In Britain’s multitiered visa system, there are now many routes to citizenship. For those prepared to invest $1.24m in companies registered in Britain, there is Tier 1: a fast-tracked visa system and a lubricated route to full citizenship. Once in Britain, they will also have access to “non-domicile” tax status, meaning that while they live in the UK, for taxation purposes they will be considered to live elsewhere - for example in the Cayman Islands.
Increasingly, this exceptional tax regime for migrant capitalists is one that Britain seems to be prizing as a post-Brexit comparative advantage.
The EU committee investigating the Panama Papers and tax havens has described the UK as being “on its way to a prime tax haven”. The strategy is to welcome people with money, let them keep as much of it as possible, and wait for them to invest, usually in government bonds.
This is incredibly short-sighted. Keeping out skilled workers isn’t good for employers. Yet, that is what the laws have achieved. The Migration Observatory, based at the University of Oxford, found that skilled migration from non-EU countries had plummeted by a third after the changes were implemented.
Attracting more oligarchs and tax evaders to the capital does nothing for the economy in the long run. It leads to little productive investment, nor does it answer any particular shortage. Government bonds are never difficult to sell.
All it does is drive up property prices around London, and contribute to the financial bubble. But the golden rule of modern migration politics is that the super-rich are footloose and fancy-free, while the poor have to be rooted to the spot, no matter how desolate.
This is part of a global pattern, wherein national and racial exclusions are intersecting with class distinctions. While immigration laws penalise the poor, the rich have always found a way round closed borders and quotas.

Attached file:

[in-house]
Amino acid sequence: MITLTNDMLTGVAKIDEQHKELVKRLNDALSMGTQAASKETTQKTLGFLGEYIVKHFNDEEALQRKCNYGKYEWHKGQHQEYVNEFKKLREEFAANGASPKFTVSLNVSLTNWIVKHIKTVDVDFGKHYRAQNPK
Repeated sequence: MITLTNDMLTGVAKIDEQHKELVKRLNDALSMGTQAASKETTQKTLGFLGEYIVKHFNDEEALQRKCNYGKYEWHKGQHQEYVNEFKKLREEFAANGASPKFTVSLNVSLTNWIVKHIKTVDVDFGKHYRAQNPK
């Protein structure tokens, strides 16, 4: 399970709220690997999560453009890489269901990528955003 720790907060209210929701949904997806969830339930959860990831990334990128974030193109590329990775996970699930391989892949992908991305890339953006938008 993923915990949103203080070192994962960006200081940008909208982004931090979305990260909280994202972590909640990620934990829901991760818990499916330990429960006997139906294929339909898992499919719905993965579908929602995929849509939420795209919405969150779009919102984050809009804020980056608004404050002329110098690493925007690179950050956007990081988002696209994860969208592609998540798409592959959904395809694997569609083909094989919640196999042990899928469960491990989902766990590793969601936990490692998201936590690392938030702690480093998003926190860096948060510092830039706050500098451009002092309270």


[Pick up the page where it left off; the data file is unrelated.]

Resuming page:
Now, there is a growing class of “economic citizens”, comprised rich investors buying passports. A range of tiny states offer “citizenship-by-investment” so that, for example, a Russian oligarch can have an EU passport from Cyprus for $2.1m. Citizenship is one of the last global frontiers of commodification.
The logic of commodification of citizenship is only in its very early stages, yet already it can override the principle of birthright. Does this tell us something about the shape of 21st-century capitalism? As much as capitalism has internationalised, it has always needed the national state.
But patterns of investment and work in the future will demand more migration. Citizens will become less rooted to the town, county and nation of their birth. Immigrants, far from being an alien minority who can be “kept out”, are all of us. We are all immigrants in the hereafter.
Anti-immigrant sentiment has always had a class content. It has been the poor, or those stereotyped for having the supposed attributes of the poor – criminality, vulgarity, disease, lack of cleanliness - who have been targeted.
And since we are the migrants of the future, it should alarm us that the means by which new, more mobile forms of citizenship are being allocated, are markets and prices. Because that means the world is becoming a playground for the rich from which we, the majority, are banned.
This article has been excerpted from: ‘Citizen as commodity: Free movement for the rich’.